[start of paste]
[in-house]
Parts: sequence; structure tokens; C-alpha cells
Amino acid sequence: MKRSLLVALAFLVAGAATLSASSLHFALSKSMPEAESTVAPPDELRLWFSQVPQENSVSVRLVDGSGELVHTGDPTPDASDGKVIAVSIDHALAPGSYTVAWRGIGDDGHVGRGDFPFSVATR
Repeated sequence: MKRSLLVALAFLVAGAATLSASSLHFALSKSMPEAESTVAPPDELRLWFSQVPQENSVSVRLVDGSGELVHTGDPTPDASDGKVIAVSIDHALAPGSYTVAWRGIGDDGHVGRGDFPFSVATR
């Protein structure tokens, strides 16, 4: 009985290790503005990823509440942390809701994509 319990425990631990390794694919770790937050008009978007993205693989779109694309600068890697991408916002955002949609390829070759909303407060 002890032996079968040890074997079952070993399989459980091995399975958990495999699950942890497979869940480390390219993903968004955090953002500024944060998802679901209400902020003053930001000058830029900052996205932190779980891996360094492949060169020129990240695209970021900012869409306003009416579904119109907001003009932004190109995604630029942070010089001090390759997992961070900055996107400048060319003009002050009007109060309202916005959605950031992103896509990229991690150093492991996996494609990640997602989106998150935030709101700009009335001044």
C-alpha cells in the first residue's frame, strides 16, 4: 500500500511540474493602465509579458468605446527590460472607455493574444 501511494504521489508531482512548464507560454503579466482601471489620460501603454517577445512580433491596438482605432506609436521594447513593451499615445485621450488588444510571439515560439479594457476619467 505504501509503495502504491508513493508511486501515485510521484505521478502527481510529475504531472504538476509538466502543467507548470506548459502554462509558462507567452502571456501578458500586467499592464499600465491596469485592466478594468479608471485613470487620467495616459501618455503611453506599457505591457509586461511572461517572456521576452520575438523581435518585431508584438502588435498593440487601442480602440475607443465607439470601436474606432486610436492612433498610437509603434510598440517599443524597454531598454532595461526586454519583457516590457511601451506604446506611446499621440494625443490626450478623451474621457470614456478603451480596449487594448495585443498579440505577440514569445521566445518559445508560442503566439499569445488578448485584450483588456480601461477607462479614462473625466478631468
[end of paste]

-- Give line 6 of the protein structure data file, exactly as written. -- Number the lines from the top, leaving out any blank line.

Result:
C-alpha cells in the first residue's frame, strides 16, 4: 500500500511540474493602465509579458468605446527590460472607455493574444 501511494504521489508531482512548464507560454503579466482601471489620460501603454517577445512580433491596438482605432506609436521594447513593451499615445485621450488588444510571439515560439479594457476619467 505504501509503495502504491508513493508511486501515485510521484505521478502527481510529475504531472504538476509538466502543467507548470506548459502554462509558462507567452502571456501578458500586467499592464499600465491596469485592466478594468479608471485613470487620467495616459501618455503611453506599457505591457509586461511572461517572456521576452520575438523581435518585431508584438502588435498593440487601442480602440475607443465607439470601436474606432486610436492612433498610437509603434510598440517599443524597454531598454532595461526586454519583457516590457511601451506604446506611446499621440494625443490626450478623451474621457470614456478603451480596449487594448495585443498579440505577440514569445521566445518559445508560442503566439499569445488578448485584450483588456480601461477607462479614462473625466478631468